No Free Addresses?
bob at proulx.com
Tue Dec 14 16:44:38 UTC 2010
Simon Hobson wrote:
> Bob Proulx wrote:
> > > When the communication between them breaks they do not automatically
> >> assume the other server is down,
> >Right. It could be a network split. Each server might continue to be
> >up and online on an isolated segment of the network.
> More seriously, there are people running failover pairs with out of
> band communication - ie the server-server traffic follows a
> different route to server-client traffic. In this situation (and one
> or two other corner cases such as routing errors) it's possible to
> have both servers still able to serve clients ON THE SAME SUBNET
> while unable to communicate with each other. You wouldn't want
> either of them going into partner down state in that situation, so
> it's always been left to the admin to decide.
All in complete agreement. I have no arguments with the way dhcpd
implements failover. It all seems perfectly reasonable to me so far.
It seems a clever implementation and handles problems well enough.
> If you wanted it to be automatic, you could always script a "is
> partner there ? If not put myself into partner down state" process -
> external to the DHCP service itself.
I apparently haven't been clear in my words. My bad. Let me be
clear. I *never* want to put a server into partner down. I don't
want to do it automatically. I don't want to do it manually. I want
enough IP addresses in each pool so that each server can operate
independently and continue to support the network without manual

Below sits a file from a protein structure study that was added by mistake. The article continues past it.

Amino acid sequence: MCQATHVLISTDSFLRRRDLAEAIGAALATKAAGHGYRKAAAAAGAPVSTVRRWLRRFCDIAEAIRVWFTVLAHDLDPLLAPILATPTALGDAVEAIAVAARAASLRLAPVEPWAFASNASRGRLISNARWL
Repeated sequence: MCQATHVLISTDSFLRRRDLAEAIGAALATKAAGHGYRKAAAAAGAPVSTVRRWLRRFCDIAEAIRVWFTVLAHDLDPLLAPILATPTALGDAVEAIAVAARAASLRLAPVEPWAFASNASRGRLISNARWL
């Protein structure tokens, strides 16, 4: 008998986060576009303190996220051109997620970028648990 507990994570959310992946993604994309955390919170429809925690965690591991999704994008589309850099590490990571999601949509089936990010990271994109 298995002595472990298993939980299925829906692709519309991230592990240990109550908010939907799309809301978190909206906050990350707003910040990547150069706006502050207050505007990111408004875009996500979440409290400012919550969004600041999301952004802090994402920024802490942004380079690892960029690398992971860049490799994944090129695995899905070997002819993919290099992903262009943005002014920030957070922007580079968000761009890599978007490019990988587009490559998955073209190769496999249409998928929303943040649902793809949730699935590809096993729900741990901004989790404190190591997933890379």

interaction needed when the other server has failed.
Putting a server into partner-down requires manual interaction. That
negates a primary benefit of having redundant servers. If failover
required manual interaction then it would be a less useful concept.
Fortunately I am pretty sure that isn't the case and failover actually
does work just fine regardless of what this thread would have someone
It was asked if I *had* put the server into partner-down. I am sure
it was asked with the simple idea that it would increase the IP space
by reclaiming that given to the other half of the split and workaround
the no free lease problem. I don't think it was suggested as a
solution to not having enough free IP addresses but just as workaround
to keep things moving. That was a fine question. But please don't
get the idea that it is a desirable state. Needing partner-down is an
indication that you don't actually have redundancy. It really is only
good as a workaround to not having enough IPs in the address pool.
But the better answer is to have enough IPs in the address pool to
begin with so that it isn't needed.
> > > it is your responsibility to tell the remaining server that the
> >> other is really dead, not just unable to communicate.
> >It died today. But it will be back tomorrow. I am provisioning a new
> >server for it right now. It isn't permanently gone. It isn't even
> >going to be gone long term.
> Doesn't matter - just put the remaining one into partner down state.
Sorry but no. If you *need* to put a server into partner-down then
you do *not* have a redundant dhcpd server. If you are operating in
that mode then you might as well not be using failover at all.